I thinking of doing a "book" about me and my best friend from home who now goes to NYU who is an acting major as well.  We have been friends since we were five. But as many people know as you get older, go to college, meet new people, experience new things, we change and the changes are evident when we go home.  Her name is also Alex. Don't get me wrong we both know we are changing and we still love each other just as much and can go a semester without talking and see each other at home and it's like nothing has changed.  She is one of the good ones.  She's is the type of friend that makes you say that's a good one, that's a friend for life.  Recently, she has been dealing with many personal issues and has fallen into some what of a depression and crisis.  She's very different now,  but I love her all the same.  I am thinking of doing this project as a sort of tribute to her, while telling our story because I think what we have is rare, a sort of miracle.  Doesn't seem like a miracle, but it is to me.  To find someone who understands you more than you may sometimes like, who is the first person you want to tell something good or bad too. Someone who is literally a part of your family or is your family, someone who excepts you for who your are, but at the same time supports you and pushes you to do better, someone who you can go a long time without seeing, but still remain the best of friends.  She is one of the most important people in my life, and recently she is always on my mind because I am worried about her, so as of now our journey Alex and Alex is a big part of my journey.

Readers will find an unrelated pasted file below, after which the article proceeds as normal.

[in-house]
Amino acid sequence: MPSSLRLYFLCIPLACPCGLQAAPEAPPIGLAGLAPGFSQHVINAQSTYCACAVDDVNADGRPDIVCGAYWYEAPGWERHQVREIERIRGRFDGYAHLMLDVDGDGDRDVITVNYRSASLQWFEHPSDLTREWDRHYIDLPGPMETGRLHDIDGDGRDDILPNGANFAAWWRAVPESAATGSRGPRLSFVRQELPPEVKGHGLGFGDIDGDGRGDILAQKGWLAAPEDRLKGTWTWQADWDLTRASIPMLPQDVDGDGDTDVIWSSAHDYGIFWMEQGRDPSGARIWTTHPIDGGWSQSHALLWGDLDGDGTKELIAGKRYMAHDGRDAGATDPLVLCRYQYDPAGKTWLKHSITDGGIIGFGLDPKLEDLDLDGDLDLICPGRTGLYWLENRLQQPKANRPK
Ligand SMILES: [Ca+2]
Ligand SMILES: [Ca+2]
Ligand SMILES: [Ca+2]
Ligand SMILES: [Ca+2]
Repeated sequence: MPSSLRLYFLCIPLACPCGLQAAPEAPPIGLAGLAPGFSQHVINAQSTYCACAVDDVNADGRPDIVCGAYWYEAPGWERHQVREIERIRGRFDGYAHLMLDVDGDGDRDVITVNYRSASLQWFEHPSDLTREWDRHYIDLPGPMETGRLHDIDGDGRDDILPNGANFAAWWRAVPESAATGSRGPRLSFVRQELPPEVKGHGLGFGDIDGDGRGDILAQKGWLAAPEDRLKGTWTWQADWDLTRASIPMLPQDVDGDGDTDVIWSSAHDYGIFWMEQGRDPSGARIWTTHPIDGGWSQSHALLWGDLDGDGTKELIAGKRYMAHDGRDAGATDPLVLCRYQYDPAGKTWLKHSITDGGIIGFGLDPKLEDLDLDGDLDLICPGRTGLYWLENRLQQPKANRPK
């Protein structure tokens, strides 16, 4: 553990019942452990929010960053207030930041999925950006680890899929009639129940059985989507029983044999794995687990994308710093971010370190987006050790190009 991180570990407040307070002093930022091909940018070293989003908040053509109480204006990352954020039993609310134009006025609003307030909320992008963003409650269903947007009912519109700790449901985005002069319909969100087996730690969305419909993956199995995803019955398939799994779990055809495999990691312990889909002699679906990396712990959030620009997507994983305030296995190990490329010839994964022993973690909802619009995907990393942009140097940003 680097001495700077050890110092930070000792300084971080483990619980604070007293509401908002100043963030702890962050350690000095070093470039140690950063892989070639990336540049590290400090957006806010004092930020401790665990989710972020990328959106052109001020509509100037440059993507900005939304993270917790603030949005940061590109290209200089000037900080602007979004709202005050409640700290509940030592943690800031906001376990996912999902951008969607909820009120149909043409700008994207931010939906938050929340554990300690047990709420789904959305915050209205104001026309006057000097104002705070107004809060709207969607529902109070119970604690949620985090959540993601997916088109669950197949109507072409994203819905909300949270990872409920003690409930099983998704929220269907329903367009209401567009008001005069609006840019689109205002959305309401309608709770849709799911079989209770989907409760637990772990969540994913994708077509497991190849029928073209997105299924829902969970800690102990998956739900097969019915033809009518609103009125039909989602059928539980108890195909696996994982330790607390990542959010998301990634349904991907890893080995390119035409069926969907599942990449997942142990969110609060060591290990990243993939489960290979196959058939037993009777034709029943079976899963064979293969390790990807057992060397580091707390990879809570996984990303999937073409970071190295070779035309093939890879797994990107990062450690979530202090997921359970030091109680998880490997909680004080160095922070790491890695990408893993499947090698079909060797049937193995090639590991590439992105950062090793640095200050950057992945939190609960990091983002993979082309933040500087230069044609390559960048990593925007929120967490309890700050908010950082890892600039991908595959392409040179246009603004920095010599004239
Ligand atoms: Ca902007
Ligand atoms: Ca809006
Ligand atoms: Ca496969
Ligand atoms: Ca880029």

Look, its Beautiful.